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Annabel Karmel
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What’s cooking kids?

From the most eager of eaters to the faddiest of little foodies, children of all ages can benefit from spending time in the kitchen. From peeling to grating, mixing and rolling, there are lots of simple tasks for tiny hands. Some of my happiest memories are of my children cooking and baking. It was a great way to spend quality time together and I loved watching their faces peering through the oven door, waiting for their cakes to rise or their jacket potatoes to crisp.

You’ll stand a good chance of instilling a love of good, healthy food when preparing simple meals together from scratch. It doesn’t need to be complicated or time-consuming – why not start with a simple savoury muffin or a quick and easy frittata recipe (with lots of tasty toppings). We all know that kids love to ask questions – my three children would always ask me about anything and everything! Their thirst for knowledge never ceased to amaze me. That’s why I fed their curiosity in the kitchen, which worked wonders – although I quickly learnt their enthusiasm waned when it came to washing up.

I want to point out that there isn’t a ‘best before’ date on learning how to cook and whilst starting young equips children with the knowledge and skills to make good food choices as they grow-up, it’s never too late to learn good habits. So how can you have a cracking time in the kitchen?




Early birds

Children can join you in the kitchen earlier than you might think. Whether it’s counting out, weighing or stirring ingredients, mashing, cracking eggs or rolling dough, little ones can give you a helping hand.  At the age of 4, 6 and 7 I encouraged my children to cook the supper for the family every Friday. It’s a great way to teach them how to cook and about different foods, where they come from and how to handle utensils sensibly.


Keep it simple

Children (especially toddlers) have short attention spans, so start with recipes that are extra easy and provide a result reasonably quickly. Even if you’re simply making a spot of lunch one afternoon then why not get your little helper in the kitchen prepping a sandwich with you. My Very Hungry Caterpillar sandwich is a super simple recipe (albeit with some added fun factor) and pancakes, omelettes and cupcakes are great options too.


Get messy

Let’s face it; cooking with kids is never going to be mess free. Spending time in the kitchen should be a fun and memorable experience, so don’t worry about a bit of mess. Make sure you wear aprons or old clothes and use plastic tablecloths to make tidying up easier. Trust me: ingredients like chocolate get everywhere!


Go go gadget

I love using a spiralizer and kids will too. I promise you, sweet potato and courgettes will have never looked so good or been so appealing! Try baking  sweet potato curls in the oven with a little olive oil and a sprinkling of herbs and it turns them into the most delectable dish. And, we all know kids love spaghetti so you can get them to help you make a healthy alternative with courgetti.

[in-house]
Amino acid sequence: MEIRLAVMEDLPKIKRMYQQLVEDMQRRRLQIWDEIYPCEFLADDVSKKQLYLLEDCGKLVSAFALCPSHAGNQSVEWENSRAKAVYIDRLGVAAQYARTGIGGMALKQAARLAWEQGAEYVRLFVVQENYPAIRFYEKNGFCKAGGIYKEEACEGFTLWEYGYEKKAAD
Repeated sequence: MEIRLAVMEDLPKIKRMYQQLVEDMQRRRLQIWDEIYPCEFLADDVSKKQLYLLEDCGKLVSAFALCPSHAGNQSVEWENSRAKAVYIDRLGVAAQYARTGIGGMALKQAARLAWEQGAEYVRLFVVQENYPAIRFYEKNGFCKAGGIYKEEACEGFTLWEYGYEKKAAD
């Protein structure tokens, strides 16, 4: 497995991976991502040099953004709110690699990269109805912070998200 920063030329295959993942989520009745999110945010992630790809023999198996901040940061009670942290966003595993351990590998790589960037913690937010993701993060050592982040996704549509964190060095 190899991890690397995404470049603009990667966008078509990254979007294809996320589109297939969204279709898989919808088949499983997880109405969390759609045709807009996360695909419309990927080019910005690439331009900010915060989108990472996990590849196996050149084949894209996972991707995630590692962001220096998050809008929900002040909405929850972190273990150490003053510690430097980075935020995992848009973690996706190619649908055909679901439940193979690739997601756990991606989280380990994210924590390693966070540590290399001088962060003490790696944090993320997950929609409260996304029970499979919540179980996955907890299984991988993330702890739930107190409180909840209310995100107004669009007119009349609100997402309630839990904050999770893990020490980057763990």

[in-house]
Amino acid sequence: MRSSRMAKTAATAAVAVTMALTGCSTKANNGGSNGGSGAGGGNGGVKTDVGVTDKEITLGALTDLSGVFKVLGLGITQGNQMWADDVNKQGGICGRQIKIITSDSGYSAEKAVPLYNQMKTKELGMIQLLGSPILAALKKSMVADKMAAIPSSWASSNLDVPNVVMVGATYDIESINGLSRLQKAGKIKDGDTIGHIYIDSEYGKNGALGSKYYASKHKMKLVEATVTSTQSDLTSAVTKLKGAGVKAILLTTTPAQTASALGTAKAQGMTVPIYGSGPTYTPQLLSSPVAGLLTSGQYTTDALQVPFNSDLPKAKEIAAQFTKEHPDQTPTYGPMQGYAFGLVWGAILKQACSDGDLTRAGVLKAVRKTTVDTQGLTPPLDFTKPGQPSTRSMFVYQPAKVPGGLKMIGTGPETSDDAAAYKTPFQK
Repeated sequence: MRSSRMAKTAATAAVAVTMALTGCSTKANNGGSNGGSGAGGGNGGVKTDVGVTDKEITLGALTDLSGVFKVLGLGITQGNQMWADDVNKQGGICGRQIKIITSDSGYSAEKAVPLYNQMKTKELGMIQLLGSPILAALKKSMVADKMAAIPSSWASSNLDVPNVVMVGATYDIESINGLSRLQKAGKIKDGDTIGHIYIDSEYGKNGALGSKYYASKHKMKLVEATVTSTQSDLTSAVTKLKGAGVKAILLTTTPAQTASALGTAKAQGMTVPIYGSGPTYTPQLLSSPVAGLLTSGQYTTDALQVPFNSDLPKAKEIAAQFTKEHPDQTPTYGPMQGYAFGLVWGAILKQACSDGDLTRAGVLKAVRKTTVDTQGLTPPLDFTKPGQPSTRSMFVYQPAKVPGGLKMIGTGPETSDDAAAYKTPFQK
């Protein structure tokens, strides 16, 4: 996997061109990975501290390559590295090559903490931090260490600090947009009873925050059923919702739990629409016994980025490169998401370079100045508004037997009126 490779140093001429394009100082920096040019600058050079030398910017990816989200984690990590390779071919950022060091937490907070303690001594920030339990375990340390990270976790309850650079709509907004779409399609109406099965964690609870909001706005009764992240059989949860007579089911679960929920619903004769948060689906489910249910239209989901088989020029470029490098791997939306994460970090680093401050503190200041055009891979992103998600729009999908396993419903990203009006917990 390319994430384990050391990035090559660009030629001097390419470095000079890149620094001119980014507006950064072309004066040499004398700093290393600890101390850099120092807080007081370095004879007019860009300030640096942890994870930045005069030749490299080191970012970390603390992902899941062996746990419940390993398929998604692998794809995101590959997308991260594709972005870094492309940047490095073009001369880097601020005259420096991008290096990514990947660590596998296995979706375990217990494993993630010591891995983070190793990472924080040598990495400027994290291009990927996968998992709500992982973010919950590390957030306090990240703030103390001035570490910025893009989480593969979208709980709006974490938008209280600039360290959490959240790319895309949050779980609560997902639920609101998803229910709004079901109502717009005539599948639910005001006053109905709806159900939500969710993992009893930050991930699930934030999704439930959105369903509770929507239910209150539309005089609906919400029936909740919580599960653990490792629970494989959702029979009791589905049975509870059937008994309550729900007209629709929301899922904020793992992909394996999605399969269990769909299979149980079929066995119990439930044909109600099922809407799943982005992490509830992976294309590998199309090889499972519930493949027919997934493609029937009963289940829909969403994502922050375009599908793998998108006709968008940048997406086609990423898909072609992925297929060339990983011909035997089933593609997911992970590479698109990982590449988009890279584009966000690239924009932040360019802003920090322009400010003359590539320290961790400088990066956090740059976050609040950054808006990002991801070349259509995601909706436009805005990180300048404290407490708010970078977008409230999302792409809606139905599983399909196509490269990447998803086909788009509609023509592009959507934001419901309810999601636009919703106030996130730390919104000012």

Art attack

Decorating their creations, whether that’s cupcakes, mini pizzas or a bowl of fruit salad, will very quickly become their new favourite tasty task. Lay out ingredient bowls and assign mini helpers with themed foodie challenges such as animal bagels, or funny face pizzas.


Food school

While you’re cooking together, you could try playing a game and blindfold each child before introducing a new food and ask them to guess what it is. Giving them facts is likely to make them more interested about what is going into the food they are preparing (and eating). Getting kids in the kitchen is more than just teaching them about a  balanced  diet:  as  they  weigh  and  measure ingredients they are developing maths skills without  even realising, and following recipe instructions and being mindful of utensils are both good life skills.

Getting children to take an active interest in what they’re eating is essential for their general health and wellbeing. And if you have a fussy eater, they’re far more likely to eat something they’ve prepared themselves than something you’ve put in front of them.

My ethos is that we as parents need to help give our children a positive relationship with food, and that means letting them help out in the kitchen. Yes it be might be messy, or chaotic and their enthusiasm might disappear half way through a recipe, but believe me they’ll always be back to eat the goods at the end.

Annabel’s brand new Real Food Kids Will Love cookbook is packed full of advice, top tips and over 100 simple and delicious recipes which the whole family can enjoy together – from 15 minute meals to healthy fast food favourites, cooking with the kids, lunchbox snacks and more.

Many recipes include handy swap-outs to cater for those with food allergies, intolerances or particularly fussy eaters! There is also a range of meat-free and vegan meal options too, meaning mealtimes can be made healthy and fun for the whole family whatever your family’s foodie preferences. 

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